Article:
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Parents of children killed in DUIs call for tougher laws

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DUI

The parents of Meredith Demko joined parents of other children killed by DUI drivers to call for tougher drunk driving laws Tuesday.

HARRISBURG – Parents of children killed by repeat drunk drivers made a plea to Pennsylvania lawmakers Tuesday to toughen the state’s DUI laws.

Parents Against Impaired Driving gathered at the state Capitol with photographs of children killed in DUI crashes, many caused by repeat offenders.

They want legislators to approve proposals with harsher penalties including Senate Bill 270, which would require convicted drunk drivers with blood-alcohol levels of 0.10 or greater to use ignition interlocks for at least 12 months.

Another measure, Senate Bill 839, would increase the penalty for killing a person while DUI when the driver has more than two prior offenses in the last 10 years.

Senate Bill 839 was authored by Sen. Lloyd Smucker, R-Lancaster, after the death of 18-year-old Meredith Demko in July 2014, just days after her graduation from Lampeter-Strasburg High School. The driver who hit the teen’s car had a previous DUI conviction three years earlier.

“If you commit a retail theft at Wal-Mart and you take a pen three times, three different occasions, that is a felony 3 under the laws of Pennsylvania,” Lancaster County District Attorney Craig Stedman said. “You commit four, five, six, seven, eight, nine, 10, infinite number of DUIs, it still remains a misdemeanor unless you kill somebody, and then it’s too late.”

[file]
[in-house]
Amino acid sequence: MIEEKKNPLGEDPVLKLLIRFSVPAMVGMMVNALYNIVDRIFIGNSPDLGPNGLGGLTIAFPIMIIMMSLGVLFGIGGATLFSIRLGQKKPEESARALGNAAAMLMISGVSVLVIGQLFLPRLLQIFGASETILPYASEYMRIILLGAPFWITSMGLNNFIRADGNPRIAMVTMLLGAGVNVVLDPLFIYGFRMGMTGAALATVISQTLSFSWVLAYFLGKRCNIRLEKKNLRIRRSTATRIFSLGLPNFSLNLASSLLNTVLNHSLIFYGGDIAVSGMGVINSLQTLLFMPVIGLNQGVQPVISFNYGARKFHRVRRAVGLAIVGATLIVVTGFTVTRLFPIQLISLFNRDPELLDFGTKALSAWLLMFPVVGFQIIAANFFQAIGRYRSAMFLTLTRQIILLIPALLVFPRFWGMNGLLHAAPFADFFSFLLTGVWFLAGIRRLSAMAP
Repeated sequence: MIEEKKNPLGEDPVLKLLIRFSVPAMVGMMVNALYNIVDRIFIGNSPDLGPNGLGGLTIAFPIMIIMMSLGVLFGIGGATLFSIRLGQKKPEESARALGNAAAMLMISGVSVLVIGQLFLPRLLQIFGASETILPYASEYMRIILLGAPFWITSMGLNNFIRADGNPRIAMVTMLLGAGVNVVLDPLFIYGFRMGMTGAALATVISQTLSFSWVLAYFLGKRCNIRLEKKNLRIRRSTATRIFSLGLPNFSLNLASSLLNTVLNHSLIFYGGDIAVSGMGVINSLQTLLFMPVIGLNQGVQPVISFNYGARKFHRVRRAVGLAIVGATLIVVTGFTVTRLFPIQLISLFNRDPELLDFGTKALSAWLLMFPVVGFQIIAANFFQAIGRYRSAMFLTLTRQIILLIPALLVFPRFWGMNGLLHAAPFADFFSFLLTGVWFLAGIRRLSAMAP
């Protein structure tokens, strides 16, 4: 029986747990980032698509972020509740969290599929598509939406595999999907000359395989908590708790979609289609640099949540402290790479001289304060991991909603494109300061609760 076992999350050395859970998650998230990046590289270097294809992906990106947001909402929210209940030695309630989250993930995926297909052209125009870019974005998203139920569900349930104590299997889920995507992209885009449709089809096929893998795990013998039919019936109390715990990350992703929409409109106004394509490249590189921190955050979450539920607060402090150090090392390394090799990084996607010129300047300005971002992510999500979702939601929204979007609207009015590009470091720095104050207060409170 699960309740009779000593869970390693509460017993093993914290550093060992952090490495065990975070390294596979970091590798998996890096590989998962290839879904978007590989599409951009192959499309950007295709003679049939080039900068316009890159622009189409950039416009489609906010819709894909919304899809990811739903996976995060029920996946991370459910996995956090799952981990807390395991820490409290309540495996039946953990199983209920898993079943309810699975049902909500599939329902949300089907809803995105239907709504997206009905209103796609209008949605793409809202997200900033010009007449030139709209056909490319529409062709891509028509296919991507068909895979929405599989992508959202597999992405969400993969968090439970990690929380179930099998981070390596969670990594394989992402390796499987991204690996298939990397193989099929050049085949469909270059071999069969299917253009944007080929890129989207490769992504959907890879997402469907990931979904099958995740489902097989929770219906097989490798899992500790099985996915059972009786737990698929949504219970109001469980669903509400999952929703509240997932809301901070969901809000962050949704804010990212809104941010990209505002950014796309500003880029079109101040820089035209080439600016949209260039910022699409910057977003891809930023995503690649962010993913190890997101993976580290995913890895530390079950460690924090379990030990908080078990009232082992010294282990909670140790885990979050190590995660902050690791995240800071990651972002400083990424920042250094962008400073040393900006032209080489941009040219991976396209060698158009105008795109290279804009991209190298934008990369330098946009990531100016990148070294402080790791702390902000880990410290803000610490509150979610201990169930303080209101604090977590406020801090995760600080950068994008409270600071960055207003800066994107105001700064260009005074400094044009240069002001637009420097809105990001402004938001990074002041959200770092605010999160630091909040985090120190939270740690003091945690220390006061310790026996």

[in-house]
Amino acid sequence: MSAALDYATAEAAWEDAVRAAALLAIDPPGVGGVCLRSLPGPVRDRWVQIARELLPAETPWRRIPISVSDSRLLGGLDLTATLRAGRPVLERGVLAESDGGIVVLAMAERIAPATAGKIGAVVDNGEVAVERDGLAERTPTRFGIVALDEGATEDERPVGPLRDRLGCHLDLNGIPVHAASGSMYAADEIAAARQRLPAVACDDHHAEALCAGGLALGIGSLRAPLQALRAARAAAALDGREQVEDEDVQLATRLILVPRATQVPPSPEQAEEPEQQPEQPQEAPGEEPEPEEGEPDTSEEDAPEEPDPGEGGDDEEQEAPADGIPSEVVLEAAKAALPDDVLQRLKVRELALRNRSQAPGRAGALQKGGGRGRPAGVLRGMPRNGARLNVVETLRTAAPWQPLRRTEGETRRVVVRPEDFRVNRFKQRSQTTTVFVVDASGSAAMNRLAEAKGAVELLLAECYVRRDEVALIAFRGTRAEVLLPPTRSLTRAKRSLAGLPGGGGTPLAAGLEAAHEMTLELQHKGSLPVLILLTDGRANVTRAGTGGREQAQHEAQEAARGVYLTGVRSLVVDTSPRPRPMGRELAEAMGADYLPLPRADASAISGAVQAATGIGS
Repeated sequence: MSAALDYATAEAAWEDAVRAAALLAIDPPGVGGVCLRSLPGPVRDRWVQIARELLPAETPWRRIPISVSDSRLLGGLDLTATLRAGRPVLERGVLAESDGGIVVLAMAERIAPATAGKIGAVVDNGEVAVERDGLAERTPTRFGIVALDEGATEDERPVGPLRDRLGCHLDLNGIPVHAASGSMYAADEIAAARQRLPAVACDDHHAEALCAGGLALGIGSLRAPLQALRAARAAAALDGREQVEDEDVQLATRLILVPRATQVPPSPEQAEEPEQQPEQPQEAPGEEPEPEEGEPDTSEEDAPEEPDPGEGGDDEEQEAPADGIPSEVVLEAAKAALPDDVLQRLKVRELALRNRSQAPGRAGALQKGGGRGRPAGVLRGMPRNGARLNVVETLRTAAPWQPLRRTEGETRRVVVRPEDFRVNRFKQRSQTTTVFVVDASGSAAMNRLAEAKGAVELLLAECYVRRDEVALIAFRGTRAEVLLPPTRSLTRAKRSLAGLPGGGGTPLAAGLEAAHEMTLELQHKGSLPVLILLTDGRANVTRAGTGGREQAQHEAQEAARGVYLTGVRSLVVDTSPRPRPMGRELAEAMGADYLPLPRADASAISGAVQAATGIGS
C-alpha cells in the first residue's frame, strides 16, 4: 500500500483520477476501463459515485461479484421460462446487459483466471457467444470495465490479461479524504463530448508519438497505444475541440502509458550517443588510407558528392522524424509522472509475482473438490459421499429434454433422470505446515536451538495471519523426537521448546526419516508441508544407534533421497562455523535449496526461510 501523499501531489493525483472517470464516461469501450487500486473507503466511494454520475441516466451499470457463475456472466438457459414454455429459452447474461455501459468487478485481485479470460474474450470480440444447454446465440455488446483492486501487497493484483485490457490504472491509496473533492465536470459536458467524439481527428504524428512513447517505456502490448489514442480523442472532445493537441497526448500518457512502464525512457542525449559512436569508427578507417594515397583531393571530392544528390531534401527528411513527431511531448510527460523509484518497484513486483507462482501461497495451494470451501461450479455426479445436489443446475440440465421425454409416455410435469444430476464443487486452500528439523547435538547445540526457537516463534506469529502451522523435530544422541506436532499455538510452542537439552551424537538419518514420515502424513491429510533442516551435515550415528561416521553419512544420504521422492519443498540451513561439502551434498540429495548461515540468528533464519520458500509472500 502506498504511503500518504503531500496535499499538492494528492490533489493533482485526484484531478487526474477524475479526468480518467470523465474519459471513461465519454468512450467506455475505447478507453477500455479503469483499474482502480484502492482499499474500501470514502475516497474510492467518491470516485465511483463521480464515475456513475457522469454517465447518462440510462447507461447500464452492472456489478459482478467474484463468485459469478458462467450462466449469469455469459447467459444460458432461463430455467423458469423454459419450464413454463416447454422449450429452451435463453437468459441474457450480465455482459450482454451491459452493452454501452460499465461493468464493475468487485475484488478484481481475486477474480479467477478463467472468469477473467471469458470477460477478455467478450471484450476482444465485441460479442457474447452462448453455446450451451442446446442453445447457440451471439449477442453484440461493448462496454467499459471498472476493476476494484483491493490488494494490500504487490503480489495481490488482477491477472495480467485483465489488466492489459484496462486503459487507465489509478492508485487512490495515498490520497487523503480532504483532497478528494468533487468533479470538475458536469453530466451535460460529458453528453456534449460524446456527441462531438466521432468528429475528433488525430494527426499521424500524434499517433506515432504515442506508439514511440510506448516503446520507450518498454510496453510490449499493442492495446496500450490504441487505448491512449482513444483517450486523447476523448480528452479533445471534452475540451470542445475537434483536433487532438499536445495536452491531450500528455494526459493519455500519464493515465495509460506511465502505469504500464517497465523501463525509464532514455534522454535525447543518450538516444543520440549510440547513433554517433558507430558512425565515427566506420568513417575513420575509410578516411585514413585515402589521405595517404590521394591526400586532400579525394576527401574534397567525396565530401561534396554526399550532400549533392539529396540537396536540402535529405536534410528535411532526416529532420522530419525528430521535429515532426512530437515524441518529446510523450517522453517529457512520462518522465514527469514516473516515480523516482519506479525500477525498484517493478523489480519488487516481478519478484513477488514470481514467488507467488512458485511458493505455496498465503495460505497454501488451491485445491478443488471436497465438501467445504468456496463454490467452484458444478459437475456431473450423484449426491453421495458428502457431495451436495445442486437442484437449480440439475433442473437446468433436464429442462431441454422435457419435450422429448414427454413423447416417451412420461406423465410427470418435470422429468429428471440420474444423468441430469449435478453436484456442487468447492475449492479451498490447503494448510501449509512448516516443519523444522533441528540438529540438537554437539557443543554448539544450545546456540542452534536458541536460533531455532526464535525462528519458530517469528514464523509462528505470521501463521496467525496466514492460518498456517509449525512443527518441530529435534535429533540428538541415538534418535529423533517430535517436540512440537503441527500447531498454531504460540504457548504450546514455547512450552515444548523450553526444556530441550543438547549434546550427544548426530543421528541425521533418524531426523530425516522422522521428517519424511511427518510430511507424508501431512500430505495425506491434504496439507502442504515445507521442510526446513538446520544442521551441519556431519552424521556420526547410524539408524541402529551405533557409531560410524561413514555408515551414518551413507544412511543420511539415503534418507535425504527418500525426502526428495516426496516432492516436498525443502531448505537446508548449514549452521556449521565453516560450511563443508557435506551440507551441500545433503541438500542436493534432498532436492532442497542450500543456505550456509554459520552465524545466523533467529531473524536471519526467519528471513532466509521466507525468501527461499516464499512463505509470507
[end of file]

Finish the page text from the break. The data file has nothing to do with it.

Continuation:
A study last year found Pennsylvania among the states most lenient on drunk drivers. WalletHub compared DUI laws in all 50 states and the District of Columbia, such as jail time for first and second offenses, and ranked Pennsylvania 49th out of 51.

Paul and Elaine Miller, the parents of former Loganville fire chief Rodney Miller, joined the group in calling for harsher penalties.

Rodney Miller was struck and killed by a DUI driver who went around traffic and into a closed lane of Interstate 83 after a previous crash in April 2013. The driver had served prison time for two prior DUI offenses.

“If there are any naysayers that don’t think we need to strengthen our laws to effectively deal with repeat DUI offenders, I would just like to ask that you take a couple of seconds and visualize your son or your daughter in a casket, and you’re about to bury them as a result of a DUI offender,” Paul Miller said.

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